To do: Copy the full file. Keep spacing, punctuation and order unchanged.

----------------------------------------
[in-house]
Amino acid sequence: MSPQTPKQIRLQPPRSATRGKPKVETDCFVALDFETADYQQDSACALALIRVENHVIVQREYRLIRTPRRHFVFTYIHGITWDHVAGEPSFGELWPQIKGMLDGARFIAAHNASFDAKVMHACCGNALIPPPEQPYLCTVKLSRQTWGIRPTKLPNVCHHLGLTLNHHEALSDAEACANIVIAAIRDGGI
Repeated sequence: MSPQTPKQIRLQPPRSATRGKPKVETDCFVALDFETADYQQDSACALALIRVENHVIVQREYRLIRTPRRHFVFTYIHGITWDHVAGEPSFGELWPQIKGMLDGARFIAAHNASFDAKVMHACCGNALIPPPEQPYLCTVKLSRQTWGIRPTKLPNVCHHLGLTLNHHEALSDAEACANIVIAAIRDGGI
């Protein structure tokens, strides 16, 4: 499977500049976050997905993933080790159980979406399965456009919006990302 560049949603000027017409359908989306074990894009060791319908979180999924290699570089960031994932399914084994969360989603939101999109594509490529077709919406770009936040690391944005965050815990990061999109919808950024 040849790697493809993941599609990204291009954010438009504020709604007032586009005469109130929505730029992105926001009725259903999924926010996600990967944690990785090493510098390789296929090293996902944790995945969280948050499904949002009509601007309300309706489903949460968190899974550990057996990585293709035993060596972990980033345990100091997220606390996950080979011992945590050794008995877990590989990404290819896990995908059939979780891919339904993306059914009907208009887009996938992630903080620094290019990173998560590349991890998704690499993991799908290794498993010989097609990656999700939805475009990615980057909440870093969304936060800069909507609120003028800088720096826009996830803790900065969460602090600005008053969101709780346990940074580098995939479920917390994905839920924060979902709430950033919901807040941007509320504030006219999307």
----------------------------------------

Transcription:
[in-house]
Amino acid sequence: MSPQTPKQIRLQPPRSATRGKPKVETDCFVALDFETADYQQDSACALALIRVENHVIVQREYRLIRTPRRHFVFTYIHGITWDHVAGEPSFGELWPQIKGMLDGARFIAAHNASFDAKVMHACCGNALIPPPEQPYLCTVKLSRQTWGIRPTKLPNVCHHLGLTLNHHEALSDAEACANIVIAAIRDGGI
Repeated sequence: MSPQTPKQIRLQPPRSATRGKPKVETDCFVALDFETADYQQDSACALALIRVENHVIVQREYRLIRTPRRHFVFTYIHGITWDHVAGEPSFGELWPQIKGMLDGARFIAAHNASFDAKVMHACCGNALIPPPEQPYLCTVKLSRQTWGIRPTKLPNVCHHLGLTLNHHEALSDAEACANIVIAAIRDGGI
């Protein structure tokens, strides 16, 4: 499977500049976050997905993933080790159980979406399965456009919006990302 560049949603000027017409359908989306074990894009060791319908979180999924290699570089960031994932399914084994969360989603939101999109594509490529077709919406770009936040690391944005965050815990990061999109919808950024 040849790697493809993941599609990204291009954010438009504020709604007032586009005469109130929505730029992105926001009725259903999924926010996600990967944690990785090493510098390789296929090293996902944790995945969280948050499904949002009509601007309300309706489903949460968190899974550990057996990585293709035993060596972990980033345990100091997220606390996950080979011992945590050794008995877990590989990404290819896990995908059939979780891919339904993306059914009907208009887009996938992630903080620094290019990173998560590349991890998704690499993991799908290794498993010989097609990656999700939805475009990615980057909440870093969304936060800069909507609120003028800088720096826009996830803790900065969460602090600005008053969101709780346990940074580098995939479920917390994905839920924060979902709430950033919901807040941007509320504030006219999307």